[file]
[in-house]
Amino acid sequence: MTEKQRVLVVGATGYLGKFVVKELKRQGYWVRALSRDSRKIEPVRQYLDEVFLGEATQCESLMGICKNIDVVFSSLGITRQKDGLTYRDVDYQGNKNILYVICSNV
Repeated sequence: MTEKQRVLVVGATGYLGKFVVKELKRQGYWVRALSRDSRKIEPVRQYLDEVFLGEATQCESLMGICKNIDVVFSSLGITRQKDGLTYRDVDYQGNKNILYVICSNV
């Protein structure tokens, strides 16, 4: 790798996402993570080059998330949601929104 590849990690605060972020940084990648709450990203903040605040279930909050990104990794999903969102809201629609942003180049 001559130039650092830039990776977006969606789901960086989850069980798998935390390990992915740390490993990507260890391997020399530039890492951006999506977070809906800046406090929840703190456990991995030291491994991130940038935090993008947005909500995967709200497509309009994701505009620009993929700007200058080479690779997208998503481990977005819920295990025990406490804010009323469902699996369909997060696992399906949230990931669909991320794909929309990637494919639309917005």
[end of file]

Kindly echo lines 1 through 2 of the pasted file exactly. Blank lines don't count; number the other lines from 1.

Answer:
[in-house]
Amino acid sequence: MTEKQRVLVVGATGYLGKFVVKELKRQGYWVRALSRDSRKIEPVRQYLDEVFLGEATQCESLMGICKNIDVVFSSLGITRQKDGLTYRDVDYQGNKNILYVICSNV